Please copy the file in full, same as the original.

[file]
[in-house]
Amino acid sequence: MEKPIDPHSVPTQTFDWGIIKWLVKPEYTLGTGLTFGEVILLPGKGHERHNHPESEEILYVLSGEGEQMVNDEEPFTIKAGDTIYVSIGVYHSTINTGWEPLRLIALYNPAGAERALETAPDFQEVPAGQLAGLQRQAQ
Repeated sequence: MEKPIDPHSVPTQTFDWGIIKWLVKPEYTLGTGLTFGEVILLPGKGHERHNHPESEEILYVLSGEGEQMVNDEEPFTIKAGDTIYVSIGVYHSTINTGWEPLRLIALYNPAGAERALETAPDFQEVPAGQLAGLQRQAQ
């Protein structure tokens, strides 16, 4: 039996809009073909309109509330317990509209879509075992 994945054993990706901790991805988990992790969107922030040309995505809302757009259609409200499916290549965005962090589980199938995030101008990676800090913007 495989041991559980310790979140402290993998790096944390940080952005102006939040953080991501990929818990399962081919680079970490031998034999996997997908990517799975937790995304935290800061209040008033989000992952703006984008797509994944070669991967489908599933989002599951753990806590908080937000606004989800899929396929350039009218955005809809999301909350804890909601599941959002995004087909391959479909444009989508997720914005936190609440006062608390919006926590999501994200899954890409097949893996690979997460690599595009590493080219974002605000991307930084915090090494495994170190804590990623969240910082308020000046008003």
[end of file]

[in-house]
Amino acid sequence: MEKPIDPHSVPTQTFDWGIIKWLVKPEYTLGTGLTFGEVILLPGKGHERHNHPESEEILYVLSGEGEQMVNDEEPFTIKAGDTIYVSIGVYHSTINTGWEPLRLIALYNPAGAERALETAPDFQEVPAGQLAGLQRQAQ
Repeated sequence: MEKPIDPHSVPTQTFDWGIIKWLVKPEYTLGTGLTFGEVILLPGKGHERHNHPESEEILYVLSGEGEQMVNDEEPFTIKAGDTIYVSIGVYHSTINTGWEPLRLIALYNPAGAERALETAPDFQEVPAGQLAGLQRQAQ
């Protein structure tokens, strides 16, 4: 039996809009073909309109509330317990509209879509075992 994945054993990706901790991805988990992790969107922030040309995505809302757009259609409200499916290549965005962090589980199938995030101008990676800090913007 495989041991559980310790979140402290993998790096944390940080952005102006939040953080991501990929818990399962081919680079970490031998034999996997997908990517799975937790995304935290800061209040008033989000992952703006984008797509994944070669991967489908599933989002599951753990806590908080937000606004989800899929396929350039009218955005809809999301909350804890909601599941959002995004087909391959479909444009989508997720914005936190609440006062608390919006926590999501994200899954890409097949893996690979997460690599595009590493080219974002605000991307930084915090090494495994170190804590990623969240910082308020000046008003």